Bing Bing - 1 year ago 748
Python Question

How to decrypt password from JavaScript CryptoJS.AES.encrypt(password, passphrase) in Python

I have a password which is encrypt from JavaScript via

var password = 'sample'
var passphrase ='sample_passphrase'
CryptoJS.AES.encrypt(password, passphrase)

Then I tried to decrypt the password comes from JavaScript in Python:

from Crypto.Cipher import AES
import base64

PADDING = '\0'

pad_it = lambda s: s+(16 - len(s)%16)*PADDING
key = 'sample_passphrase'
iv='' #------> here is my question, how can I get this iv to restore password, what should I put here?
key=pad_it(key) #------> should I add padding to keys and iv?
iv=pad_it(iv) ##
source = 'sample'
generator =, AES.MODE_CFB,iv)
crypt = generator.encrypt(pad_it(source))
cryptedStr = base64.b64encode(crypt)
print cryptedStr
generator =, AES.MODE_CBC,iv)
recovery = generator.decrypt(crypt)
print recovery.rstrip(PADDING)

I checked JS from browser console, it shows IV in
CryptoJS.AES.encrypt(password, passphrase)
is a object with some attributes( like
sigBytes:16, words: [-44073646, -1300128421, 1939444916, 881316061]
). It seems generated randomly.

From one web page, it tells me that JS has two way to encrypt password
(reference link ):

  • a.
    crypto.createCipher(algorithm, password)

  • b.
    crypto.createCipheriv(algorithm, key, iv)

What I saw in JavaScript should be option a. However, only option b is equivalent to in python.

The questions are:

  1. How can I restore this password in Python without changing JavaScript code?

  2. If I need IV in Python, how can I get it from the password that is used in JavaScript?

Answer Source

You will have to implement OpenSSL's EVP_BytesToKey, because that is what CryptoJS uses to derive the key and IV from the provided password, but pyCrypto only supports the key+IV type encryption. CryptoJS also generates a random salt which also must be send to the server. If the ciphertext object is converted to a string, then it uses automatically an OpenSSL-compatible format which includes the random salt.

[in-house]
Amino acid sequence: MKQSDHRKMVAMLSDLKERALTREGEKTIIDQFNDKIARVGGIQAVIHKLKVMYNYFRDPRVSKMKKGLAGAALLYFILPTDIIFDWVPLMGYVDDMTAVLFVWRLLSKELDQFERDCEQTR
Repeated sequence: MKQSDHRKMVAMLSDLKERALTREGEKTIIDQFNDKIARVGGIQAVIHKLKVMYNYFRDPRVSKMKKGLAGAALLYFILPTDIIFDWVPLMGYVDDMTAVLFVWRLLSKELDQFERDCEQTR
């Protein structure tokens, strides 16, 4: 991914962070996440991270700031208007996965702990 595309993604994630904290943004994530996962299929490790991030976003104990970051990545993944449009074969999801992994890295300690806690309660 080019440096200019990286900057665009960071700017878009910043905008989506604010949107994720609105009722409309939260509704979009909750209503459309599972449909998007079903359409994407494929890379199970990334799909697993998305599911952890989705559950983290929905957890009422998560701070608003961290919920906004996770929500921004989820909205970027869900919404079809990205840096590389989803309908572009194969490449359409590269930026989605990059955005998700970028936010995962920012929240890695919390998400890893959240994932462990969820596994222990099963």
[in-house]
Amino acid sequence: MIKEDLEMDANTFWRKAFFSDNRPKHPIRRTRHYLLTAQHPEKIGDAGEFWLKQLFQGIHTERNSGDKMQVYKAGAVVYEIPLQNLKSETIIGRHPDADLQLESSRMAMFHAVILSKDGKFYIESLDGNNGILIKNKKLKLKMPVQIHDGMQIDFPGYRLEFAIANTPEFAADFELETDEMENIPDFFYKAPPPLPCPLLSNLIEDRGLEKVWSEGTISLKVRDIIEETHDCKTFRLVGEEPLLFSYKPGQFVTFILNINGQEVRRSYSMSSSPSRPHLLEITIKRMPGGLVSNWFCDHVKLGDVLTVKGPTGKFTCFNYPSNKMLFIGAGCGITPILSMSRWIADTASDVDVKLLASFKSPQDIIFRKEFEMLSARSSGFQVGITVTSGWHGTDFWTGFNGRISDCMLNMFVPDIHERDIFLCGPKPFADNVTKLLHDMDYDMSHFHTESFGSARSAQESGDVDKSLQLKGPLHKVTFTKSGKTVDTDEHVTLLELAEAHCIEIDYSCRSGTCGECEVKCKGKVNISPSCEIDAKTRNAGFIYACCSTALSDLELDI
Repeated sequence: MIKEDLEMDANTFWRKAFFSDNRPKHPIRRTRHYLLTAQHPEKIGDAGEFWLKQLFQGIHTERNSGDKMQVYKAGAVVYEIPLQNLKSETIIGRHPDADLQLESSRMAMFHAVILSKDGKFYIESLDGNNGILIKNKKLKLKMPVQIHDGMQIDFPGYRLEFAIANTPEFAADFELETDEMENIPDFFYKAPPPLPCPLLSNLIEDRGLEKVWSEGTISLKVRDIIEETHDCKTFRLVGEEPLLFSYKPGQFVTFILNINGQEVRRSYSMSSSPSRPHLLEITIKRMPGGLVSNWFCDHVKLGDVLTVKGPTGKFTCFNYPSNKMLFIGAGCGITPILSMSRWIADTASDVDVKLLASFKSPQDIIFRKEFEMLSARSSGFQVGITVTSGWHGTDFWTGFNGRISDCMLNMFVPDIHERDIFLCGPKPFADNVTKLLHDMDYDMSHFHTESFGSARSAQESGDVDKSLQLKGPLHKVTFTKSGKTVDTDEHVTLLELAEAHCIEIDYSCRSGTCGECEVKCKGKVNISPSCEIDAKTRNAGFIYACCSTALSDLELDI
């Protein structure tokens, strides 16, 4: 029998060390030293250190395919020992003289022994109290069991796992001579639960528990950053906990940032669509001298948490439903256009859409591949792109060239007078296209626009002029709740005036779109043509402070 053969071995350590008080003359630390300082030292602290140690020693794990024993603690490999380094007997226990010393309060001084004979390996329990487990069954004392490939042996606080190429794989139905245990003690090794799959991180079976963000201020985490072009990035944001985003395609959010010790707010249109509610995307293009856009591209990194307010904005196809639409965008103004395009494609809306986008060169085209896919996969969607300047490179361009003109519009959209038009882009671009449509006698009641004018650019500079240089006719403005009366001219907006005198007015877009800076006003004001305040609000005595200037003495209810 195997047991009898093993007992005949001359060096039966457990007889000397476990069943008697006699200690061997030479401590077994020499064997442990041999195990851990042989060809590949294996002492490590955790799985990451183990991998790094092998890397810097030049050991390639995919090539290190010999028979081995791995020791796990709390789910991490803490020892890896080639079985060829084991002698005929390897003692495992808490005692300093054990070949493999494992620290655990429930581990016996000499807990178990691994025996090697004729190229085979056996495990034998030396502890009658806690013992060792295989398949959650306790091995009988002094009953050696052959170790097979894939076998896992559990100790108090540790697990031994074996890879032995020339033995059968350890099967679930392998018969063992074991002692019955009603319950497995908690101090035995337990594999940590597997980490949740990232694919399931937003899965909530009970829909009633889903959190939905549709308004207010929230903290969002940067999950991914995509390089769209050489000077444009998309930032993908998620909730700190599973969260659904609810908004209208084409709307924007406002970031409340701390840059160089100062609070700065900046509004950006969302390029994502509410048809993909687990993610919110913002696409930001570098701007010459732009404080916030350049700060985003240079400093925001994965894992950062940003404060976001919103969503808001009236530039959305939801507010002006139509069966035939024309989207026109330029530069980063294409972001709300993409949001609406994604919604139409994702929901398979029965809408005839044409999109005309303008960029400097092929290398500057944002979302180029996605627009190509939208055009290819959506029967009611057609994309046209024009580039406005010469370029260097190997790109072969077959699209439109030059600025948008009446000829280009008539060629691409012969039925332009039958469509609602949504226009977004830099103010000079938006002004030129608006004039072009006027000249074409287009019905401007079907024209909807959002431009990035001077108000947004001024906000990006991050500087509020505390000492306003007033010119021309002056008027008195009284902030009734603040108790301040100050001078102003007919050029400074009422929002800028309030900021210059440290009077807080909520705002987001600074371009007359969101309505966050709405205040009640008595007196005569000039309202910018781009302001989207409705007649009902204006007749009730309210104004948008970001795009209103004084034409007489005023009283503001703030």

var data = "Some semi-long text for testing";
var password = "some password";
var ctObj = CryptoJS.AES.encrypt(data, password);
var ctStr = ctObj.toString();

out.innerHTML = ctStr;
<script src=""></script>
<div id="out"></div>

Possible output:


CryptoJS defaults to 256 bit key size for AES, PKCS#7 padding and CBC mode. AES has a 128 bit block size which is also the IV size. This means that we have to request 32+16 = 48 byte from EVP_BytesToKey. I've found a semi-functional implementation here and extended it further.

Here is the full Python (tested with 2.7 and 3.4) code, which is compatible with CryptoJS:

from Crypto import Random
from Crypto.Cipher import AES
import base64
from hashlib import md5


def pad(data):
    length = BLOCK_SIZE - (len(data) % BLOCK_SIZE)
    return data + (chr(length)*length).encode()

def unpad(data):
    return data[:-(data[-1] if type(data[-1]) == int else ord(data[-1]))]

def bytes_to_key(data, salt, output=48):
    # extended from
    assert len(salt) == 8, len(salt)
    data += salt
    key = md5(data).digest()
    final_key = key
    while len(final_key) < output:
        key = md5(key + data).digest()
        final_key += key
    return final_key[:output]

def encrypt(message, passphrase):
    salt =
    key_iv = bytes_to_key(passphrase, salt, 32+16)
    key = key_iv[:32]
    iv = key_iv[32:]
    aes =, AES.MODE_CBC, iv)
    return base64.b64encode(b"Salted__" + salt + aes.encrypt(pad(message)))

def decrypt(encrypted, passphrase):
    encrypted = base64.b64decode(encrypted)
    assert encrypted[0:8] == b"Salted__"
    salt = encrypted[8:16]
    key_iv = bytes_to_key(passphrase, salt, 32+16)
    key = key_iv[:32]
    iv = key_iv[32:]
    aes =, AES.MODE_CBC, iv)
    return unpad(aes.decrypt(encrypted[16:]))

password = "some password".encode()
ct_b64 = "U2FsdGVkX1+ATH716DgsfPGjzmvhr+7+pzYfUzR+25u0D7Z5Lw04IJ+LmvPXJMpz"

pt = decrypt(ct_b64, password)
print("pt", pt)

print("pt", decrypt(encrypt(pt, password), password))

Similar code can be found in my answers for Java and PHP.

JavaScript AES encryption in the browser without HTTPS is simple obfuscation and does not provide any real security, because the key must be transmitted alongside the ciphertext.